Want to grow vegetables and herbs even though you don’t have full sun? No problem. You just need to choose edibles that don’t depend on six hours or more of baking sunlight to thrive. So, yes, tomatoes are out, as are peppers, squash and eggplant, because plants grown for their fruit really do need a minimum of six hours of good sun per day. Continue reading

New plants for crazy cold USDA Zone 4

Whew! I apologize for disappearing for so long. A family member has been ill for several months, and I haven’t had time to post. Things haven’t really calmed down, but I’m going to try to get back in the groove of writing more regularly so, here goes: Let’s talk about new plants for 2015. Or more specifically, new plants that can survive Minnesota’s horrifyingly cold, Zone 4 climate. For those of you who live where it’s even colder, I’ve got a few plants that are hardy to Zones 2 and 3. If you live in much warmer climates, you have the opposite problem. So you’ll want to check to see how much heat the plants I’m talking about can take before you buy them. Continue reading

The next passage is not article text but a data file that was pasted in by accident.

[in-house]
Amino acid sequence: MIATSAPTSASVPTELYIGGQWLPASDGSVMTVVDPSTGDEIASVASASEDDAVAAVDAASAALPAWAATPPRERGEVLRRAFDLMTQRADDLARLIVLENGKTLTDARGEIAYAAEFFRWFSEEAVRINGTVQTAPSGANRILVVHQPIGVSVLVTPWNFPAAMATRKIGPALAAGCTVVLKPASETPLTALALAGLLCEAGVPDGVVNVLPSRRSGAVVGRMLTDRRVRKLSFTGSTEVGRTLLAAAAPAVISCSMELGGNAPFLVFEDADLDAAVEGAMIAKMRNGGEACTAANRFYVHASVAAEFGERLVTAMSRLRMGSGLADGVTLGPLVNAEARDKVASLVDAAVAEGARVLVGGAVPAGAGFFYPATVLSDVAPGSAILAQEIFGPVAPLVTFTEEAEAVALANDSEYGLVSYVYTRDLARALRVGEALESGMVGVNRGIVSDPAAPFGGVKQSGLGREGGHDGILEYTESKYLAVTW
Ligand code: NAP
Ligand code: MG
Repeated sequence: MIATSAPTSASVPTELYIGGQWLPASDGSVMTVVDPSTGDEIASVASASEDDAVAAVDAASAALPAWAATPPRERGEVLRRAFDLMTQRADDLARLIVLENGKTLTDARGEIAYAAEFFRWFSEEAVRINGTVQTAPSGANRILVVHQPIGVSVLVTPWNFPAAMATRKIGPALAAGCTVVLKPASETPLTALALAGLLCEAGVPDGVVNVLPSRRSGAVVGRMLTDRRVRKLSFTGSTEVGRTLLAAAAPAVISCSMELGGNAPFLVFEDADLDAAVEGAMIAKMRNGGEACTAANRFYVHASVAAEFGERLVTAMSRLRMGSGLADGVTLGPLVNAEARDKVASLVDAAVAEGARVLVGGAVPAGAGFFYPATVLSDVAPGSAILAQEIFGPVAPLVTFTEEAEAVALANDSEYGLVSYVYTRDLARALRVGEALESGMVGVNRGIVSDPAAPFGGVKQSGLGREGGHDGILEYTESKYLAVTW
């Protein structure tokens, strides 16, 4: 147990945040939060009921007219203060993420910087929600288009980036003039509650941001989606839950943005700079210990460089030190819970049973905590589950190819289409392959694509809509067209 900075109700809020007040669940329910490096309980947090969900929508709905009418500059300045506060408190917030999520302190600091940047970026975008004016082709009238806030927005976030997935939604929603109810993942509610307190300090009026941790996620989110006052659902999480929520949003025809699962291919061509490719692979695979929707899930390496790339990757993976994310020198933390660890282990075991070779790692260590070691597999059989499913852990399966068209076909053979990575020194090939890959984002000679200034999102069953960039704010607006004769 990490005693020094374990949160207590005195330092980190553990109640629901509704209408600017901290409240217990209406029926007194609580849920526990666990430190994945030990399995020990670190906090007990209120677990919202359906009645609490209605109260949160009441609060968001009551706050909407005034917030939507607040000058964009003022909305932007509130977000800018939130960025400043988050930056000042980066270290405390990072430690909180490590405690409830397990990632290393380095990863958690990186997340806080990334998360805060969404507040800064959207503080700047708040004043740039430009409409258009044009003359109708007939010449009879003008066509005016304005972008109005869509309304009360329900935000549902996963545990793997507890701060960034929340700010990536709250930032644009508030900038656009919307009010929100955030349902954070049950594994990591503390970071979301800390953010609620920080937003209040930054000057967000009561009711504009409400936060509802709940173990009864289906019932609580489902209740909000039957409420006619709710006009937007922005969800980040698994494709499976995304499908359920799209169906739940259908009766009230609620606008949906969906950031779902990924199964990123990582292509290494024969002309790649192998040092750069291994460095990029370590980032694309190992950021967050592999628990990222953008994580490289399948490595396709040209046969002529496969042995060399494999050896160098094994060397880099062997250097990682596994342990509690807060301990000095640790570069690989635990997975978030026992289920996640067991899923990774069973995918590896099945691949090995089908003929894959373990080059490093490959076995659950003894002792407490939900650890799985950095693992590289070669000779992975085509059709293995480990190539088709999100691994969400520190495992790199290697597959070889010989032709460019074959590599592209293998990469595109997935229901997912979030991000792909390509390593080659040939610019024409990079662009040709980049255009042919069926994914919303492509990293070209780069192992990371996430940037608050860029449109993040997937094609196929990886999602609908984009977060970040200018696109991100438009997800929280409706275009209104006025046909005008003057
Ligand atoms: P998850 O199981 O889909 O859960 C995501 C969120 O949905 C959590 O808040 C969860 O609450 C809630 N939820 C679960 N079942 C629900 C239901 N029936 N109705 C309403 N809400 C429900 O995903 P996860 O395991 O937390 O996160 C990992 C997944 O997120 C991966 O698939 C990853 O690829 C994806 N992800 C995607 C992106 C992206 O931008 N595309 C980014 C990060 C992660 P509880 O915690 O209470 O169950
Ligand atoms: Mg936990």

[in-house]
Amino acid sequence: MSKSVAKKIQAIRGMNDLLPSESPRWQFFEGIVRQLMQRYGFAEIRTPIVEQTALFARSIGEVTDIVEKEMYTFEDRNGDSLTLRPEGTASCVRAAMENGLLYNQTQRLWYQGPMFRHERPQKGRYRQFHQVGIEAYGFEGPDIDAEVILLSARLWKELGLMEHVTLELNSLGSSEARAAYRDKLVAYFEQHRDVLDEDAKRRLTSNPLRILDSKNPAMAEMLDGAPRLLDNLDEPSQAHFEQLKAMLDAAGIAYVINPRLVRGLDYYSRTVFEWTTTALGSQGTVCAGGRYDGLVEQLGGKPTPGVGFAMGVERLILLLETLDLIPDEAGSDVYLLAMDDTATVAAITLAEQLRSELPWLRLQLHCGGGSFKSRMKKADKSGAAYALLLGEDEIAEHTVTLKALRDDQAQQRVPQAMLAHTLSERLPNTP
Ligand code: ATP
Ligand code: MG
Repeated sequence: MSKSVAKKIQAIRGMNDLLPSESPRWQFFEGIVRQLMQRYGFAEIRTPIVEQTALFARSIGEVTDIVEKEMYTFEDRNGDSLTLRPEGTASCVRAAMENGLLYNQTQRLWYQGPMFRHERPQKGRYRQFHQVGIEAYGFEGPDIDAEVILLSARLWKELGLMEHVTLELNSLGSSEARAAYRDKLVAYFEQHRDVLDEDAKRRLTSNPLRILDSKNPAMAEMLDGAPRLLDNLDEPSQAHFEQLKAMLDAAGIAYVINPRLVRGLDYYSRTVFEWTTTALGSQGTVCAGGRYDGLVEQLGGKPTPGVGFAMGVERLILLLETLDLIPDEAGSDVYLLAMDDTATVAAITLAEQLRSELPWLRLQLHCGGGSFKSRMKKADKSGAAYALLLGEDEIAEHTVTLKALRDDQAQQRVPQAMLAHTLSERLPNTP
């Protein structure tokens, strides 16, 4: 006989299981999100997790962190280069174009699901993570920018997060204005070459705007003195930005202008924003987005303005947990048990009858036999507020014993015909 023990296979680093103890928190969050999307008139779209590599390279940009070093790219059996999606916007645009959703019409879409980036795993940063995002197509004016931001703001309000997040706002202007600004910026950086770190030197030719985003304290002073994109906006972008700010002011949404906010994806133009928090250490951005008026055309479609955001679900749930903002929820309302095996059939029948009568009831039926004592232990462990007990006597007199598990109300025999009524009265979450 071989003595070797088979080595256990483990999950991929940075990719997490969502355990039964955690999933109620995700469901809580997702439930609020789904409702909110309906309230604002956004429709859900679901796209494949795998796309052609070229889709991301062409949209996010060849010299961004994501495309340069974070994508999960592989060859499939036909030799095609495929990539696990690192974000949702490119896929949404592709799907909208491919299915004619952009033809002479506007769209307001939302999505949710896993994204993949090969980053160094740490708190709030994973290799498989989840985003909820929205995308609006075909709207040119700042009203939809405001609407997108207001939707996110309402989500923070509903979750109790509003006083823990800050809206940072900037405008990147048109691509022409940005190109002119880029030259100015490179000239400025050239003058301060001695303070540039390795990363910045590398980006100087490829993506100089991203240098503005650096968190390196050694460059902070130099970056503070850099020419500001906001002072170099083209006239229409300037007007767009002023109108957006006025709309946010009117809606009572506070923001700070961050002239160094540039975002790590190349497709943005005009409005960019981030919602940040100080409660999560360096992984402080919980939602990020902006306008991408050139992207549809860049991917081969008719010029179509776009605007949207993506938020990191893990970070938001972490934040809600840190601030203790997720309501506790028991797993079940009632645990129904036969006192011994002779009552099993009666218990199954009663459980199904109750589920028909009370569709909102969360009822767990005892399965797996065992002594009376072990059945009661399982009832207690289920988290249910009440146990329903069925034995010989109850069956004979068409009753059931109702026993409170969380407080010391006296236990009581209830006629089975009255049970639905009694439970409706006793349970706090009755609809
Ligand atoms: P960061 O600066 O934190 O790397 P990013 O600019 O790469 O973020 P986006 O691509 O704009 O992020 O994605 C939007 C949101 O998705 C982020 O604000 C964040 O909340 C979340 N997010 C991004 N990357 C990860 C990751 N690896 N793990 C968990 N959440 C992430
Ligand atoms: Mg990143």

How to make a dragonfly garden

My dad told all kinds of fantastical stories when I was a kid, and I believed all of them. To this day, I can’t drive past a “Watch For Falling Rock” sign without thinking about the Native American hero named Falling Rock, who disappeared in the desert and was never seen again. If I had kids, I would tell them stories about dragonflies, something about how a magic spell of some sort turned big-eyed, prehistoric beasts into delicate winged creatures that really like water. Continue reading

My garden verges on law breaking

For me, the words “neighborhood sweep” bring to mind the busting up of meth labs and prostitute rings, or maybe less dramatically, a big litter cleanup day in which everybody pitches in. But on Friday, we got a letter from the City of Minneapolis Department of Regulatory Services Housing Inspection Services Division advising us that we were being cited in response to a NEIGHBORHOOD SWEEP (yes, all caps) for the “conditions” of the gardens along the sidewalk on one side of our house. Continue reading

Neonicotinoid-free plants – buyer BEWARE!